Ukraine, Russia Trade Blame for Risk of Nuclear Disaster at Frontline Plant

KYIV—Ukraine and Russia accused each other on Friday of risking nuclear disaster by shelling Europe’s largest nuclear power plant, controlled by Russian forces in a region expected to become one of the next big front lines of the war.

Western countries have called for Moscow to withdraw its troops from the Zaporizhzhia nuclear power plant, and the United Nations called on Thursday for it to be declared a demilitarised zone. But there has been no sign so far of Russia agreeing to move its troops out of the facility they seized in March.

The plant dominates the south bank of a vast reservoir on the Dnipro river that cuts across southern Ukraine. Ukrainian forces controlling the towns and cities on the opposite bank have come under bombardment from the Russian-held side.

Three people were wounded in overnight shelling of one of those towns, Marhanets, Valentyn Reznichenko, governor of the Dnipropetrovsk region, said in the latest in a string of similar reports.

Kyiv has claimed for weeks it is planning a counteroffensive to recapture Zaporizhzhia and neighboring Kherson Provinces, the largest part of the territory Russia seized after its Feb. 24 invasion still in Russian hands.

Ukraine’s Energoatom agency, whose workers still operate the plant under Russian control, said the power station was struck five times on Thursday, including near where radioactive materials are stored. Both sides blamed each other for the blasts and Reuters could not verify either account.

Russia says Ukraine is recklessly firing at the plant. Kyiv says Russian troops struck it themselves, and are also using the plant as a shield to provide cover while they bombard nearby Ukrainian-held towns and cities.

Permanent Representative of the Russian Federation to the United Nations Vasily Nebenzya attends a Security Council meeting at the UN headquarters in New York on Aug. 11, 2022. (Ed Jones/AFP via Getty Images)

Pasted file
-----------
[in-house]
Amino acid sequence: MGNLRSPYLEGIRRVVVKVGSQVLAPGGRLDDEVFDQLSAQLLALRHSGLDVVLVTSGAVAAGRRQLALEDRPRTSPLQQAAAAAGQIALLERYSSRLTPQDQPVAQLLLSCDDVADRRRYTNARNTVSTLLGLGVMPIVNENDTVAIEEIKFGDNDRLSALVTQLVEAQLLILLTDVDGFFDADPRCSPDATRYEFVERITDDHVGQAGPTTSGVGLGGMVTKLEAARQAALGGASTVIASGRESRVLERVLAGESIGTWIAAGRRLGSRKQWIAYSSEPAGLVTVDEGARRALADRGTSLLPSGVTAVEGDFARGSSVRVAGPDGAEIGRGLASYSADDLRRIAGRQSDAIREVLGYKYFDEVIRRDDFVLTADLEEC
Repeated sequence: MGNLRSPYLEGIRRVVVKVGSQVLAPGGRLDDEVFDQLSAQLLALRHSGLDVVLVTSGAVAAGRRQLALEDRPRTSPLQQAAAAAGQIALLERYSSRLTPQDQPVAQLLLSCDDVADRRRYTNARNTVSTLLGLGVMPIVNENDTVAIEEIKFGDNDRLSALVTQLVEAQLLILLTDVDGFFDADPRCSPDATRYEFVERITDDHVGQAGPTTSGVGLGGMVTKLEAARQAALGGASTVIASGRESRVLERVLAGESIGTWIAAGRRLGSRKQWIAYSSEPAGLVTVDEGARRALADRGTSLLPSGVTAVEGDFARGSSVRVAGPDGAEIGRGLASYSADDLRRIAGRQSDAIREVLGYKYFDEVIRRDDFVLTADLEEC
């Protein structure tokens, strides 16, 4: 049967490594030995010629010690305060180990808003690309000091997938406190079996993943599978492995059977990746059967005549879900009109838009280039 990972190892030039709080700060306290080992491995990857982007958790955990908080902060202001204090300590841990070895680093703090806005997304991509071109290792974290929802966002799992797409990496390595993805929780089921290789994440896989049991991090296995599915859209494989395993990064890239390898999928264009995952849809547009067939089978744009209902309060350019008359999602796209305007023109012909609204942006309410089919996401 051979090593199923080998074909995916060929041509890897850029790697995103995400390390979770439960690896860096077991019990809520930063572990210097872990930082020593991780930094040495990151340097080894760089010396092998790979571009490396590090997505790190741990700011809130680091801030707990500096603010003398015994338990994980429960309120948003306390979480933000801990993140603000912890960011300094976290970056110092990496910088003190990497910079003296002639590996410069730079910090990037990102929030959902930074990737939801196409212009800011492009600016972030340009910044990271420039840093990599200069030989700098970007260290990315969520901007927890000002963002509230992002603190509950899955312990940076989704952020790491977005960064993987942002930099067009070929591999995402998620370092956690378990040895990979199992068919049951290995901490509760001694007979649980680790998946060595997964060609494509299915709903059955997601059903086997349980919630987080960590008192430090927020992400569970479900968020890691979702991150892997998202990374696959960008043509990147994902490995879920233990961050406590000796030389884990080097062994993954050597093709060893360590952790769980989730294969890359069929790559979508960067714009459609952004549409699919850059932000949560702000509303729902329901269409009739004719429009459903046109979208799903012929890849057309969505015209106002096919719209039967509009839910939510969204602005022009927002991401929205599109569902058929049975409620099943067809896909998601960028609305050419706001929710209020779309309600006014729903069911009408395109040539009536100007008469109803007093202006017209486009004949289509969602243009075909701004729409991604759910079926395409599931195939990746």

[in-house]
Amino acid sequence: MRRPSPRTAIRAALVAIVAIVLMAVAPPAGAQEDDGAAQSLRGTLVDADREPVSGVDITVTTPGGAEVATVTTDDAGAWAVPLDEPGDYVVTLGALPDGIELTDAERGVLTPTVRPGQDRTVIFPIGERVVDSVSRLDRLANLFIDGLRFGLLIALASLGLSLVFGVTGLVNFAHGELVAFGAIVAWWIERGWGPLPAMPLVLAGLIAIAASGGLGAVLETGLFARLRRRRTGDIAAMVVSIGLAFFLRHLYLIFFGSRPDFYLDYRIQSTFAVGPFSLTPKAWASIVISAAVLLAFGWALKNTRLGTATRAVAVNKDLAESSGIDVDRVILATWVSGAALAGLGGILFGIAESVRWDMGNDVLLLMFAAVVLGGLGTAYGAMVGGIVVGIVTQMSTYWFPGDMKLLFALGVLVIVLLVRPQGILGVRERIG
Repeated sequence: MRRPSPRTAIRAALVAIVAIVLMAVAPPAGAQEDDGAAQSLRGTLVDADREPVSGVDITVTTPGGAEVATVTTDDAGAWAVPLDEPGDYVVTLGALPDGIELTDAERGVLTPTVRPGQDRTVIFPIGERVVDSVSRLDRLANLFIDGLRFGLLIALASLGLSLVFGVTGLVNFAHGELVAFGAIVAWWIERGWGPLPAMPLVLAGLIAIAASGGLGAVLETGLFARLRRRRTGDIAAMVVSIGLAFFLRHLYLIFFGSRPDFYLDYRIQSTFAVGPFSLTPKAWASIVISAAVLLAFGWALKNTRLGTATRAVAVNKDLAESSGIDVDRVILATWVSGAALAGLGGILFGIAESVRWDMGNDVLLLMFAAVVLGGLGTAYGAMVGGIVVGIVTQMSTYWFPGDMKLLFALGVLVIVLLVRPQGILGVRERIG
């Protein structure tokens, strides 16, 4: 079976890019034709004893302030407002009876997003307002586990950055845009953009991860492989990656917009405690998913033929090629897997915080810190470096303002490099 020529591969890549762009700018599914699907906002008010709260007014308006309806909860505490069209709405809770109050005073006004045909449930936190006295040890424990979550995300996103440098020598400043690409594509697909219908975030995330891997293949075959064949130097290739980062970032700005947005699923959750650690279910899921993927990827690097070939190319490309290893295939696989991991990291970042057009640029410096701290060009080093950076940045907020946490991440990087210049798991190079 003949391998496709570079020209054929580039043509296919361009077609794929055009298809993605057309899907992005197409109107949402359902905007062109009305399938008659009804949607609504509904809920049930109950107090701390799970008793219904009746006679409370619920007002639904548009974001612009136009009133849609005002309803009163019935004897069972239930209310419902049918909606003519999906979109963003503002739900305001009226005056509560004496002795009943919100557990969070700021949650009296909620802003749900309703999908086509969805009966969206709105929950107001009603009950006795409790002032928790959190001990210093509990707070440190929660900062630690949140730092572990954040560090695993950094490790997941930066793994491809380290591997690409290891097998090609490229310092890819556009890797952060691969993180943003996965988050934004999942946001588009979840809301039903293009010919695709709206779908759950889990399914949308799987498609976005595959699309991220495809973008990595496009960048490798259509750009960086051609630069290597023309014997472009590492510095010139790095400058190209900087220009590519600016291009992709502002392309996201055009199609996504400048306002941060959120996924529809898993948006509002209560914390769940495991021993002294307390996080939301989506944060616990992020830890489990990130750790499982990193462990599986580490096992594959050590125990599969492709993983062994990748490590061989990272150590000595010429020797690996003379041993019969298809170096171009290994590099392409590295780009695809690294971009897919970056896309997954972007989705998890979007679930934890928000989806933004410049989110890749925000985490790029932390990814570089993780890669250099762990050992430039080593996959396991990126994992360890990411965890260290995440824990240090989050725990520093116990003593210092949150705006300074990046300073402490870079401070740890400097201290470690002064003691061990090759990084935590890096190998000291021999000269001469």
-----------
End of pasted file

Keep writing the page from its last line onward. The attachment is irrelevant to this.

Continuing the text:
The U.N. Security Council, where Russia wields a veto, met on Thursday to discuss the situation. Secretary-General Antonio Guterres called on both sides to stop all fighting near the plant.

“The facility must not be used as part of any military operation. Instead, urgent agreement is needed at a technical level on a safe perimeter of demilitarisation to ensure the safety of the area,” Guterres said in a statement.

At the Security Council meeting, the United States backed the call for a demilitarised zone and urged the International Atomic Energy Agency (IAEA) to visit the site.

Russia’s U.N. Ambassador Vassily Nebenzia said the world was being pushed “to the brink of nuclear catastrophe,” comparable in scale with the 1986 Chornobyl disaster in then-Soviet Ukraine. He said IAEA officials could visit the site as soon as this month.

Ukrainian President Volodymyr Zelenskyy demanded Russia return the plant to Ukraine’s control.

The main Ukrainian front lines have been comparatively static in recent weeks, but fighting has been intensifying lately in anticipation of what Ukraine claims is a planned counter-offensive in the south.

Ukraine’s General Staff on Friday reported widespread shelling and air attacks by Russian forces on scores of towns and military bases, especially in the east where Russia is trying to expand territory held on behalf of separatist proxies.

Pavlo Kyrylenko, governor of the eastern Donetsk region, said on Telegram seven people had been killed and 14 wounded in the past 24 hours.

By Natalia Zinets